Above knowable, similar to other fish microsatellites (Villanova et al., 2015; Wu et al., 2016), null allele was also a ubiquitous characteristic in microsatellite loci of D. maruadsi and might be relevant to HWE deviation of above 12 loci. Moreover, the high positive Fis values (0.152–0.382) were estimated for the 12 loci (Table 2), which was probably another evidence of homozygote excess (Heras et al., 2016). Lastly, D. maruadsi has been heavily exploited in some areas, leading to a significant degradation in many characteristics (Lu et al., 2000; Zhang et al., 2007). Therefore, population degradation or natural selection could not be excluded as an explanation of HWE deviation despite high level genetic diversity of the tested population.3.3 Cross-species transferability
The cross-species amplification results showed that 48 of 49 microsatellite loci successfully amplified across five species of the family Carangidae (Table 3), of which 12 successfully cross-amplified in five species, 19 in four species, 13 in three species, and 4 in one or two species. Thus, most of these loci were considered as highly versatile genetic markers and could provide new insights into further research of phylogenetic relationship among Carangidae species.
The cross-species amplification across three species of the genus Decapterus suggested a high transferability of 49 microsatellite markers from D. maruadsi to D. macarellus (43 loci, 87.76%), D. macrosoma (43 loci, 87.76%), and D. kurroides (38 loci, 77.55%). The loci transferability rates in genus Decapterus were slight lower than that in the Carangidae genus Seriola (100%, Babbucci et al., 2006) but significantly higher than those in the Sillaginidae genus Sillago (63.6%, Umino et al., 2013; 72.2%, Wu et al., 2016) and Trichiuridae genus Trichiurus (38.90%–60.71%, Zhang et al., 2017b). Furthermore, 32 loci successfully amplified across above three species, 12 across two species, and only 4 across one species, indicating a high conservation of flanking microsatellite regions in genus Decapterus. The present microsatellite loci provided the first known set of microsatellite DNA markers for D. macarellus, D. kurroides, and D. macrosoma.
Compared with genus Decapterus (77.55%–87.76%), relatively lower cross-amplification success within T. japonicus (29 loci, 59.18%) and S. leptolepis (27 loci, 55.10%) was achieved. Moreover, in order to examine the potential relationship between the cross- species amplification success and genetic distance, pairwise genetic distance between D. maruadsi and five confamilial species was estimated using MEGA v6.06 (Tamura et al., 2013) based on Cyt b (402 bp) and COI (651 bp) of D. maruadsi (KJ004518), D. macarellus (KM986880), D. kurroides (KJ464981 and JX26 1617), D. macrosoma (KF841444), T. japonicus (AP003092), and S. leptolepis (KU159666). The concatenated sequences (Cyt b + COI) genetic distance between D. maruadsi and S. leptolepis was 15.91%, which was higher than that between D. maruadsi and T. japonicus (10.81%), while the lowest were showed between D. maruadsi and three congeneric species D. macarellus, D. macrosoma and D. kurroides (8.90%, 9.10% and 10.06%, respectively). Obviously, the cross-species amplification success decreased with increasing genetic distance, demonstrating a negative relationship between genetic distances from D. maruadsi and cross-species microsatellite amplification success. Similar results have been reported for Serranus cabrilla (Carreras-Carbonell et al., 2008), Desmophyllum dianthus (Addamo et al., 2015), and Sillago japonica (Wu et al., 2016). In general, the transferability tests were successful in validating the utility of the markers within and between genera, indicating their effectiveness for further genetic studies. It is noteworthy negative correlations are also found between the percentage of polymorphic loci and the genetic divergence (Carreras-Carbonell et al., 2008). Consequently, the polymorphism of these loci having been successfully cross-amplified should be confirmed.4 CONCLUSION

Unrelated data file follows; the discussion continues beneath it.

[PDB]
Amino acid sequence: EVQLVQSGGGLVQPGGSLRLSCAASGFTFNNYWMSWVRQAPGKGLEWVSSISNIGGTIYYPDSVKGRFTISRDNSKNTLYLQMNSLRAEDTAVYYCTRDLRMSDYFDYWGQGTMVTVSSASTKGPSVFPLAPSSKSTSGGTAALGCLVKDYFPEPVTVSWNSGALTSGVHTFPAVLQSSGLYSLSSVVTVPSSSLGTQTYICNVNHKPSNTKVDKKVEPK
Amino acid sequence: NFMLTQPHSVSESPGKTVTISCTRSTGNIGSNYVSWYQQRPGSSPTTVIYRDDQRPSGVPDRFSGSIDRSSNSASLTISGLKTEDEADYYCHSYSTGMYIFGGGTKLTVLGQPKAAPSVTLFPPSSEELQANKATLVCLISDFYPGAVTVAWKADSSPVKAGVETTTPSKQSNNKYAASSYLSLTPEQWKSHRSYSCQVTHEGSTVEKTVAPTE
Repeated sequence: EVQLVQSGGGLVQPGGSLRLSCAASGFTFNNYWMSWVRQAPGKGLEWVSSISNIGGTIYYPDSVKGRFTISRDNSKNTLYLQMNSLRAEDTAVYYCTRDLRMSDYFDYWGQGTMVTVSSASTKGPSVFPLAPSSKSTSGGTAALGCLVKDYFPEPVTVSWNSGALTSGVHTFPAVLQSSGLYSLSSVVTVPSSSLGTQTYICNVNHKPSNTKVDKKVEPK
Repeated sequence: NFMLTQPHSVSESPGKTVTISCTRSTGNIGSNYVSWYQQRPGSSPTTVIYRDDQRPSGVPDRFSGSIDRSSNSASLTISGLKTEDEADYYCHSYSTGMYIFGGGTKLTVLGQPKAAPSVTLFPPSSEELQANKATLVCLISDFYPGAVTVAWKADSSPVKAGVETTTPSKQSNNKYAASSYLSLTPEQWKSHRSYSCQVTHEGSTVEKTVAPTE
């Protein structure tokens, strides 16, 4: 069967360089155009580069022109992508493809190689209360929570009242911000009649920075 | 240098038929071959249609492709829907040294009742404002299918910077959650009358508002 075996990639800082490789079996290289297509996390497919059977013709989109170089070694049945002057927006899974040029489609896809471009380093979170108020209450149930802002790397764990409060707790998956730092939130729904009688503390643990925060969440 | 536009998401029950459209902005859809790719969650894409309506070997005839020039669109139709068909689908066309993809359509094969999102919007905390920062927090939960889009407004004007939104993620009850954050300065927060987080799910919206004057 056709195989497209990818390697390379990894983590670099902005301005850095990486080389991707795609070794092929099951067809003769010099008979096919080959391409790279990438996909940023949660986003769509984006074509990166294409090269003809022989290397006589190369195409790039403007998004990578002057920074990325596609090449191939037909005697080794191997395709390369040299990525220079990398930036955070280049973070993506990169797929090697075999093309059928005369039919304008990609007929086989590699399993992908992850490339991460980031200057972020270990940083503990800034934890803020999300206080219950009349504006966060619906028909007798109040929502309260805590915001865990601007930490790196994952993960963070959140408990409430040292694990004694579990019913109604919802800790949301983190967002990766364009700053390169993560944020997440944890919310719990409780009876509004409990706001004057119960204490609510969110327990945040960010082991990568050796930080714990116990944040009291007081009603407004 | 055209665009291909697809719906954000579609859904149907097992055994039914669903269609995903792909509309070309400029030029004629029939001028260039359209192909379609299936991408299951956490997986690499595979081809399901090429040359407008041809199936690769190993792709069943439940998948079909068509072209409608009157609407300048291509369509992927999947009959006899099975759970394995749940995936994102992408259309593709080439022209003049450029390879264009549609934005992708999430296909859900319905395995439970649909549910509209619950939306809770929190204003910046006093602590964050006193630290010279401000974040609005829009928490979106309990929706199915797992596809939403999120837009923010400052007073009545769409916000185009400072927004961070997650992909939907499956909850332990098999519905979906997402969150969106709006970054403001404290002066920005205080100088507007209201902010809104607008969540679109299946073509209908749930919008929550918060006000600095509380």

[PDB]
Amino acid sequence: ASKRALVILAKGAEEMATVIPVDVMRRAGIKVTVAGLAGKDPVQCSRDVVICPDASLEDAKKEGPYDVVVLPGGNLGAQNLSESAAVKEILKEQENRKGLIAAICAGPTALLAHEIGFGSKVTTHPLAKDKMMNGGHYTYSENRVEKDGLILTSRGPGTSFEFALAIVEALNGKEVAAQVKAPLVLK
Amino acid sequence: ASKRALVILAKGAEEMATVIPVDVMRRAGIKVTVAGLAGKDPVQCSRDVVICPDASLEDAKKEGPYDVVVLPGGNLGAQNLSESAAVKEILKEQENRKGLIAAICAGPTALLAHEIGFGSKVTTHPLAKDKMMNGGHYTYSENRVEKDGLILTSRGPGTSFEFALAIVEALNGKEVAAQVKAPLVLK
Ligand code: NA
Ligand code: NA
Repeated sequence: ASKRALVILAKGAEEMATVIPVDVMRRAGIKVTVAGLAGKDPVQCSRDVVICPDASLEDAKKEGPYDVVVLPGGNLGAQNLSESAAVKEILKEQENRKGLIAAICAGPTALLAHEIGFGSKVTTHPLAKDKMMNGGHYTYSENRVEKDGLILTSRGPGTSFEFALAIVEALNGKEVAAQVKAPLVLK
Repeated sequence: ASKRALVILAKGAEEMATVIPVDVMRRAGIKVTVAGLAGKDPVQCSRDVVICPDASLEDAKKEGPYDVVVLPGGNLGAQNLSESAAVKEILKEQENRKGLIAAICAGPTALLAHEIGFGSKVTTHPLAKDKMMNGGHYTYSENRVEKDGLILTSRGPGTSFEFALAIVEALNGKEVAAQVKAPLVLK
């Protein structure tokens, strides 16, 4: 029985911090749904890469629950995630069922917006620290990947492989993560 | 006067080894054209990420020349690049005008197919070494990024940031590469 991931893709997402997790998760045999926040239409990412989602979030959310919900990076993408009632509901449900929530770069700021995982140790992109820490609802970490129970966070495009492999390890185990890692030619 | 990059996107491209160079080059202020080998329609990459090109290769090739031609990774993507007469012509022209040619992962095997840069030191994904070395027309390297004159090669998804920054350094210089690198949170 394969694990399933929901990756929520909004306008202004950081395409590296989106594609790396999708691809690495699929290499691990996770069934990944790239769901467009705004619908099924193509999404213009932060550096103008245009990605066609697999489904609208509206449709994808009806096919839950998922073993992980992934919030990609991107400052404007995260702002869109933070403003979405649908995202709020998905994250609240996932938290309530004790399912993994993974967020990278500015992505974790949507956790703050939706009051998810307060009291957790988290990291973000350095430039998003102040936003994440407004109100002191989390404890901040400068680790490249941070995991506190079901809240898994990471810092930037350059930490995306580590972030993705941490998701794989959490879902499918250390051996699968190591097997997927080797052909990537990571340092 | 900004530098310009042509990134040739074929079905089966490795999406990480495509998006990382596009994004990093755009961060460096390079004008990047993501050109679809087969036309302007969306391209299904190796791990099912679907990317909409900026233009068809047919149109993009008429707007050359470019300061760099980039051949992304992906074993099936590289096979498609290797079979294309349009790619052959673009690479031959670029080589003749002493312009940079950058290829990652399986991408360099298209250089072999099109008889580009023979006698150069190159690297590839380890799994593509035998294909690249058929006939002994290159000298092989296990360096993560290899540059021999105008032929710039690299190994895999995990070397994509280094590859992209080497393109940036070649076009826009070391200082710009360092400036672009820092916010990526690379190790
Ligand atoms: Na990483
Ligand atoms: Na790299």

In summary, this study confirmed that SLAF-seq technology was an effective method for microsatellite identification, and we had isolated the first set of novel microsatellite markers in D. maruadsi using this technology. The majority of them were highly polymorphic and well-resolved, suggesting an outstanding quality. Moreover, 48 of 49 loci developed here successfully cross-amplified in five other related species. These microsatellite loci would not only serve as valuable genetic tools for population genetic and molecular phylogeny, but also could play a crucial role in developing holistic conservation and fishery management strategies for the understudied species. It is notable that shorter repeat motifs (di- and tri-nucleotide) lead to possible misclassification of alleles (Castoe et al., 2012). In order to facilitate more accurate interpretation of allele lengths, longer repeat motif classes (tetra-, penta-, and hexa-nucleotide) should be developed in future studies.5 DATA AVAILABILITY STATEMENT
The microsatellite sequences presented here are deposited in GenBank (accession numbers MG256604–MG256652).